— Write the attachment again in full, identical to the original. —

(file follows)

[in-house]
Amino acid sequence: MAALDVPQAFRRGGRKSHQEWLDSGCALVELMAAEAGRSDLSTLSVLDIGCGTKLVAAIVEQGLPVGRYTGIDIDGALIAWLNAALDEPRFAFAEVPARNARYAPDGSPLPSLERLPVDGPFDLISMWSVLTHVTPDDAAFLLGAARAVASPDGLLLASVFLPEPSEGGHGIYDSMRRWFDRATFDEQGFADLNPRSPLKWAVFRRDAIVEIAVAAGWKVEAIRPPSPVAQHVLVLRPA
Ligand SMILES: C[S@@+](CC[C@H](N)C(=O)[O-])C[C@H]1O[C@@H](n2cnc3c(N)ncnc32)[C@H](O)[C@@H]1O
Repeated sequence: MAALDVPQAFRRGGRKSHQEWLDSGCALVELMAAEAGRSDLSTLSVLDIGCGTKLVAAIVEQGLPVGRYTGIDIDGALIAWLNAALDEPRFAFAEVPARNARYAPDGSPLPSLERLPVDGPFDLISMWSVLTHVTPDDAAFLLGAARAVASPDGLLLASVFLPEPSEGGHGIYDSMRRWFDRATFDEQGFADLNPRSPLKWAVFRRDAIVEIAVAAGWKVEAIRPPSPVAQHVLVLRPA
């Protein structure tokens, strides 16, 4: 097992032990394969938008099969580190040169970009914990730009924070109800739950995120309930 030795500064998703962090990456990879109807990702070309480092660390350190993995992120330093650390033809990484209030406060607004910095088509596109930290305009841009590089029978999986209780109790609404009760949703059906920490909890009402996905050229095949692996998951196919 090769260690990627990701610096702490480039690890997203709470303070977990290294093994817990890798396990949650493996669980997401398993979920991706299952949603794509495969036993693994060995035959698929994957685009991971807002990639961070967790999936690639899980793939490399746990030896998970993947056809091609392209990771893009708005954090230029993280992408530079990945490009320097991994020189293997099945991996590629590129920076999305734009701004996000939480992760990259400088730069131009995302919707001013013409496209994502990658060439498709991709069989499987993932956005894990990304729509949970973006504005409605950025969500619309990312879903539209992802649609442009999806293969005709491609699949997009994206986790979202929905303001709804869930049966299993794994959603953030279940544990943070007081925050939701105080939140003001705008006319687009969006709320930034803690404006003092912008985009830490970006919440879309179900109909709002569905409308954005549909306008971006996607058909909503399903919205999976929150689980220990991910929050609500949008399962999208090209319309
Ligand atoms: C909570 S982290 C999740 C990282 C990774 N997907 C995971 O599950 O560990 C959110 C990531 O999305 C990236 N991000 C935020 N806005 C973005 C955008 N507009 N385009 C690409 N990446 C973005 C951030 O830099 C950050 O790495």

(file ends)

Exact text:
[in-house]
Amino acid sequence: MAALDVPQAFRRGGRKSHQEWLDSGCALVELMAAEAGRSDLSTLSVLDIGCGTKLVAAIVEQGLPVGRYTGIDIDGALIAWLNAALDEPRFAFAEVPARNARYAPDGSPLPSLERLPVDGPFDLISMWSVLTHVTPDDAAFLLGAARAVASPDGLLLASVFLPEPSEGGHGIYDSMRRWFDRATFDEQGFADLNPRSPLKWAVFRRDAIVEIAVAAGWKVEAIRPPSPVAQHVLVLRPA
Ligand SMILES: C[S@@+](CC[C@H](N)C(=O)[O-])C[C@H]1O[C@@H](n2cnc3c(N)ncnc32)[C@H](O)[C@@H]1O
Repeated sequence: MAALDVPQAFRRGGRKSHQEWLDSGCALVELMAAEAGRSDLSTLSVLDIGCGTKLVAAIVEQGLPVGRYTGIDIDGALIAWLNAALDEPRFAFAEVPARNARYAPDGSPLPSLERLPVDGPFDLISMWSVLTHVTPDDAAFLLGAARAVASPDGLLLASVFLPEPSEGGHGIYDSMRRWFDRATFDEQGFADLNPRSPLKWAVFRRDAIVEIAVAAGWKVEAIRPPSPVAQHVLVLRPA
């Protein structure tokens, strides 16, 4: 097992032990394969938008099969580190040169970009914990730009924070109800739950995120309930 030795500064998703962090990456990879109807990702070309480092660390350190993995992120330093650390033809990484209030406060607004910095088509596109930290305009841009590089029978999986209780109790609404009760949703059906920490909890009402996905050229095949692996998951196919 090769260690990627990701610096702490480039690890997203709470303070977990290294093994817990890798396990949650493996669980997401398993979920991706299952949603794509495969036993693994060995035959698929994957685009991971807002990639961070967790999936690639899980793939490399746990030896998970993947056809091609392209990771893009708005954090230029993280992408530079990945490009320097991994020189293997099945991996590629590129920076999305734009701004996000939480992760990259400088730069131009995302919707001013013409496209994502990658060439498709991709069989499987993932956005894990990304729509949970973006504005409605950025969500619309990312879903539209992802649609442009999806293969005709491609699949997009994206986790979202929905303001709804869930049966299993794994959603953030279940544990943070007081925050939701105080939140003001705008006319687009969006709320930034803690404006003092912008985009830490970006919440879309179900109909709002569905409308954005549909306008971006996607058909909503399903919205999976929150689980220990991910929050609500949008399962999208090209319309
Ligand atoms: C909570 S982290 C999740 C990282 C990774 N997907 C995971 O599950 O560990 C959110 C990531 O999305 C990236 N991000 C935020 N806005 C973005 C955008 N507009 N385009 C690409 N990446 C973005 C951030 O830099 C950050 O790495």